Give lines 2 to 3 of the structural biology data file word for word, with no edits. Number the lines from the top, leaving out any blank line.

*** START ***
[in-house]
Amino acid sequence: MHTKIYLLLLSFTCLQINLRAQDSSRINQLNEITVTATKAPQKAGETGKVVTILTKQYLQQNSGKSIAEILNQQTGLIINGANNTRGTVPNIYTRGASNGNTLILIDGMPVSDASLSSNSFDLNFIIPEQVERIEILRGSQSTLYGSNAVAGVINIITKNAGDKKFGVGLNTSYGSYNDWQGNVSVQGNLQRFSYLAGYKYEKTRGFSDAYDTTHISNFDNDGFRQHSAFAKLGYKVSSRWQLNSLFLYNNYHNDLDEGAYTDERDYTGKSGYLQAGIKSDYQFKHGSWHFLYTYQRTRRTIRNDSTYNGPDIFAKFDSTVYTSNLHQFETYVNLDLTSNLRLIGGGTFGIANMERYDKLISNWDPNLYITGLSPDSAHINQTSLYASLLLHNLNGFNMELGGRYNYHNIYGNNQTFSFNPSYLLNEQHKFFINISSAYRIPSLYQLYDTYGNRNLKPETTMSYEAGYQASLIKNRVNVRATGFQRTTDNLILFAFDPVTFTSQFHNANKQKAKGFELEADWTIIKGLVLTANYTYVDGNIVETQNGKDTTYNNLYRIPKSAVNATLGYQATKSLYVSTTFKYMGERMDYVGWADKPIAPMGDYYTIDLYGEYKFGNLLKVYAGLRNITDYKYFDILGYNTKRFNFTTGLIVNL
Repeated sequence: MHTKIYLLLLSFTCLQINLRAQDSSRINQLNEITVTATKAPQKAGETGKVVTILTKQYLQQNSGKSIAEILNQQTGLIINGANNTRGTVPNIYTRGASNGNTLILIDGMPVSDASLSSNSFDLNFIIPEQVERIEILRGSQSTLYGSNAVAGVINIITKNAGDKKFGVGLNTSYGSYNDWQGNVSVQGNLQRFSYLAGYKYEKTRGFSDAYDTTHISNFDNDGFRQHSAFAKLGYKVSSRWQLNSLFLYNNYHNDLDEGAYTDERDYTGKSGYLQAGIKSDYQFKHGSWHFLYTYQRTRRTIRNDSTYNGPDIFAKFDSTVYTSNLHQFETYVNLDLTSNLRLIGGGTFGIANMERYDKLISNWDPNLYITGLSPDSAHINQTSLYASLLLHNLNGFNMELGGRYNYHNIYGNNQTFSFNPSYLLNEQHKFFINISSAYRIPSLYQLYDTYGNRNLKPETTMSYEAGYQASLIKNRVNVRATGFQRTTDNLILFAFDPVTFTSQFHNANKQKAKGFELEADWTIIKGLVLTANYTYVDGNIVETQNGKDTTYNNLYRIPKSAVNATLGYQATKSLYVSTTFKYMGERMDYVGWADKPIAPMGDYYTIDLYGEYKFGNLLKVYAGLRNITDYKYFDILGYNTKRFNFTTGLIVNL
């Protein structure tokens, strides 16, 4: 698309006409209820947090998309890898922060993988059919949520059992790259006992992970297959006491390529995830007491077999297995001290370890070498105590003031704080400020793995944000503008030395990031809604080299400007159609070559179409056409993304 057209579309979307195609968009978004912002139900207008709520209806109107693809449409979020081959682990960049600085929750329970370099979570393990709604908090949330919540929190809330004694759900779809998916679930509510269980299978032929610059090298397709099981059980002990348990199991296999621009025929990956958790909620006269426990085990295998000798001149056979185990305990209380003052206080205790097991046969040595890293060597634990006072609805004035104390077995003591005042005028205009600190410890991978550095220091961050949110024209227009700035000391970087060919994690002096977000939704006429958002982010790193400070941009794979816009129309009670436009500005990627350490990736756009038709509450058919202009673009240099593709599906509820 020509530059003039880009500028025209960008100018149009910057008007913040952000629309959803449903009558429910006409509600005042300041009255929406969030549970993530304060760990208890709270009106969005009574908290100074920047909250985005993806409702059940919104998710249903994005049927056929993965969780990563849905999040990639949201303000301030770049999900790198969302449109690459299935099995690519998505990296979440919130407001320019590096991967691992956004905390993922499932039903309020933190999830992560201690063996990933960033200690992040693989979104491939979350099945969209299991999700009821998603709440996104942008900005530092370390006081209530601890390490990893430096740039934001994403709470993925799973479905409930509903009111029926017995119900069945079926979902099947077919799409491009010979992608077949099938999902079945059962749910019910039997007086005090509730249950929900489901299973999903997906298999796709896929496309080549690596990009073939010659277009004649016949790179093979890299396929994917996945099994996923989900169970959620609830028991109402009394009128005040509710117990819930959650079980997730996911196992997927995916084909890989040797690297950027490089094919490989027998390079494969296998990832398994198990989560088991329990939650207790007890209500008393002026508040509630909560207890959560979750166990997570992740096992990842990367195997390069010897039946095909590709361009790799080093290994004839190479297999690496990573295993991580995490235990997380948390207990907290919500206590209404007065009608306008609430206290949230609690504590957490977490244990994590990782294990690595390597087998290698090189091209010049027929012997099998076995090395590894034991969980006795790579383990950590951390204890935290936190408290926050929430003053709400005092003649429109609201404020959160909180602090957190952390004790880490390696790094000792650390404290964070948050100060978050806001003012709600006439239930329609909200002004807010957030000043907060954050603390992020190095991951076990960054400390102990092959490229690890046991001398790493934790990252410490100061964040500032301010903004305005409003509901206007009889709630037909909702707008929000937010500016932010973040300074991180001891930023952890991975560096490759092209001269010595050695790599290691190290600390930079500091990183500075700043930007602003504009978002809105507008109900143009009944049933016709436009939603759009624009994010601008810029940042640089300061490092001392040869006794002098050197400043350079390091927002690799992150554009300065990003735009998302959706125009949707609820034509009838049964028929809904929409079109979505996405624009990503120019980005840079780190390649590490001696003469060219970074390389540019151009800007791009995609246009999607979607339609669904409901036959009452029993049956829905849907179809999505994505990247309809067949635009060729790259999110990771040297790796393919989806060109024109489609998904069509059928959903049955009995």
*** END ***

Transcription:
Amino acid sequence: MHTKIYLLLLSFTCLQINLRAQDSSRINQLNEITVTATKAPQKAGETGKVVTILTKQYLQQNSGKSIAEILNQQTGLIINGANNTRGTVPNIYTRGASNGNTLILIDGMPVSDASLSSNSFDLNFIIPEQVERIEILRGSQSTLYGSNAVAGVINIITKNAGDKKFGVGLNTSYGSYNDWQGNVSVQGNLQRFSYLAGYKYEKTRGFSDAYDTTHISNFDNDGFRQHSAFAKLGYKVSSRWQLNSLFLYNNYHNDLDEGAYTDERDYTGKSGYLQAGIKSDYQFKHGSWHFLYTYQRTRRTIRNDSTYNGPDIFAKFDSTVYTSNLHQFETYVNLDLTSNLRLIGGGTFGIANMERYDKLISNWDPNLYITGLSPDSAHINQTSLYASLLLHNLNGFNMELGGRYNYHNIYGNNQTFSFNPSYLLNEQHKFFINISSAYRIPSLYQLYDTYGNRNLKPETTMSYEAGYQASLIKNRVNVRATGFQRTTDNLILFAFDPVTFTSQFHNANKQKAKGFELEADWTIIKGLVLTANYTYVDGNIVETQNGKDTTYNNLYRIPKSAVNATLGYQATKSLYVSTTFKYMGERMDYVGWADKPIAPMGDYYTIDLYGEYKFGNLLKVYAGLRNITDYKYFDILGYNTKRFNFTTGLIVNL
Repeated sequence: MHTKIYLLLLSFTCLQINLRAQDSSRINQLNEITVTATKAPQKAGETGKVVTILTKQYLQQNSGKSIAEILNQQTGLIINGANNTRGTVPNIYTRGASNGNTLILIDGMPVSDASLSSNSFDLNFIIPEQVERIEILRGSQSTLYGSNAVAGVINIITKNAGDKKFGVGLNTSYGSYNDWQGNVSVQGNLQRFSYLAGYKYEKTRGFSDAYDTTHISNFDNDGFRQHSAFAKLGYKVSSRWQLNSLFLYNNYHNDLDEGAYTDERDYTGKSGYLQAGIKSDYQFKHGSWHFLYTYQRTRRTIRNDSTYNGPDIFAKFDSTVYTSNLHQFETYVNLDLTSNLRLIGGGTFGIANMERYDKLISNWDPNLYITGLSPDSAHINQTSLYASLLLHNLNGFNMELGGRYNYHNIYGNNQTFSFNPSYLLNEQHKFFINISSAYRIPSLYQLYDTYGNRNLKPETTMSYEAGYQASLIKNRVNVRATGFQRTTDNLILFAFDPVTFTSQFHNANKQKAKGFELEADWTIIKGLVLTANYTYVDGNIVETQNGKDTTYNNLYRIPKSAVNATLGYQATKSLYVSTTFKYMGERMDYVGWADKPIAPMGDYYTIDLYGEYKFGNLLKVYAGLRNITDYKYFDILGYNTKRFNFTTGLIVNL